U.S. Charge d'Affaires Shari Villarosa said crowds were not as large as on previous days, when thousands of red-robed Buddhist monks swarmed the streets of major cities.

A resident of Yangon, who did not wish to give his name, told CNN that police told people to remain indoors after midday.

Friday's restrictions came after the government imposed a night curfew and banned gatherings of more than five people, the U.S. Embassy said, effectively clearing streets overnight, according to witnesses.

The Democratic Voice of Burma (Myanmar) reported that many privately owned weekly news journals in Myanmar had decided to stop publication in protest of official demands to publish pro-government propaganda.

According to the organization, authorities are ordering the publications to print articles written by state media and other stories blaming the All Burma Student's Democratic Front and the National League for Democracy for the protests.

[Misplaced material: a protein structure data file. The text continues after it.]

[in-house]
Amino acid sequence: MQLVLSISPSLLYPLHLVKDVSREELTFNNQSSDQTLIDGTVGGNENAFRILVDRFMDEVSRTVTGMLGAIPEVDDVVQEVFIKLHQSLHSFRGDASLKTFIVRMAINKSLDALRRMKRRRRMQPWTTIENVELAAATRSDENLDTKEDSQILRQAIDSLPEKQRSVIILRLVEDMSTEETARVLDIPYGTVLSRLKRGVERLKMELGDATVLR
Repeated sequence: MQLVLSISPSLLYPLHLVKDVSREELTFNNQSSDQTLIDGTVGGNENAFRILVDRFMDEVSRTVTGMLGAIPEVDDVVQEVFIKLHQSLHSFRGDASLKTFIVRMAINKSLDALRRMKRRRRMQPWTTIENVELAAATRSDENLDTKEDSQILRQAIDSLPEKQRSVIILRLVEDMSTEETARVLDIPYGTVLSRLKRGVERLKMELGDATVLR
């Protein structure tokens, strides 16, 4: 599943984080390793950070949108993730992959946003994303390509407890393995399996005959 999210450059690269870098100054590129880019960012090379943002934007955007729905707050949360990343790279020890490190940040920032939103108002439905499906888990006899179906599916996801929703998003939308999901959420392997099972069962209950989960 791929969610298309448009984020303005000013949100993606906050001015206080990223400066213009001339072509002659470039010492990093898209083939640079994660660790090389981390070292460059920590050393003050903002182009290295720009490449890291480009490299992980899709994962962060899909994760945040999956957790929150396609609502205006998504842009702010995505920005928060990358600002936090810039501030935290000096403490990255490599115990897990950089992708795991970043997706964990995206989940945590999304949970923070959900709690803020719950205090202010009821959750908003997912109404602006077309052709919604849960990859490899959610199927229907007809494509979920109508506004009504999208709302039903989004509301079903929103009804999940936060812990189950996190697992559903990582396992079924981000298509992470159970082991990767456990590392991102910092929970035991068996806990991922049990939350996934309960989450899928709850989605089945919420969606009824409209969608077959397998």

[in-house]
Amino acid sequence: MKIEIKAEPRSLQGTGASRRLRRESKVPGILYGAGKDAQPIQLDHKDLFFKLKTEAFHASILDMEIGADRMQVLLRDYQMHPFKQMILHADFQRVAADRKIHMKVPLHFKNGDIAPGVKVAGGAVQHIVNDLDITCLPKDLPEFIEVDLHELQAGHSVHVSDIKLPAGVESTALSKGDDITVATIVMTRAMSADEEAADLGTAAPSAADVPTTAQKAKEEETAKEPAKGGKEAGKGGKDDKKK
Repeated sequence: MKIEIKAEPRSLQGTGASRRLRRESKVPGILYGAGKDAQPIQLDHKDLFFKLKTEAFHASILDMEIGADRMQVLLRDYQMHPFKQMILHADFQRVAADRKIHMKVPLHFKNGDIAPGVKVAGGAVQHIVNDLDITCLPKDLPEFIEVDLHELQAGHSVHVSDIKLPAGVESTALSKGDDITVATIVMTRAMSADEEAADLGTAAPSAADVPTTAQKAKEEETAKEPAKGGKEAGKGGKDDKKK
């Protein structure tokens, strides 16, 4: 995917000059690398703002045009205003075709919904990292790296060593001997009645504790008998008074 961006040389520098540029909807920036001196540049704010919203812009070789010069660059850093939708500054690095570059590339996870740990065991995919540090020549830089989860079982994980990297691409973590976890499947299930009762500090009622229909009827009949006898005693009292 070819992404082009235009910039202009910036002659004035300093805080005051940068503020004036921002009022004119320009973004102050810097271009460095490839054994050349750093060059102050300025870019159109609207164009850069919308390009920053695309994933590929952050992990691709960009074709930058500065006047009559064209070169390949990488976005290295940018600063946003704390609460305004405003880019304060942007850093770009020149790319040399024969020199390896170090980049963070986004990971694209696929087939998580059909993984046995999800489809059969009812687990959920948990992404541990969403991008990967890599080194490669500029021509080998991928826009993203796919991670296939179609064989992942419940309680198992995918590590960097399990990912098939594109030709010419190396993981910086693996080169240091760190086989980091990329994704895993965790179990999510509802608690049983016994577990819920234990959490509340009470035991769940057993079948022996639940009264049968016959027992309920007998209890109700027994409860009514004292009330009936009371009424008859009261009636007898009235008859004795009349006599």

The opposition National League for Democracy party won general elections in 1990, but the military refused to honor the results and has repeatedly placed party leader and Nobel laureate Aung San Suu Kyi under house arrest.

The Democratic Voice of Burma also released video Friday that appeared to show someone being shot at close range in Yangon a day earlier. Video Watch police open fire on crowds. »

According to state media, nine people were killed on Thursday. The victims include a Japanese news photographer. Witnesses' reports of other deaths, including a university student shot in the head, could not be confirmed.

Gunfire broke out Thursday afternoon when troops confronted thousands of demonstrators who had marched from Yangon's center to its eastern Tamwe township, Irrawaddy.org reported. Troops sealed the huge crowds off and then opened fire, the report said.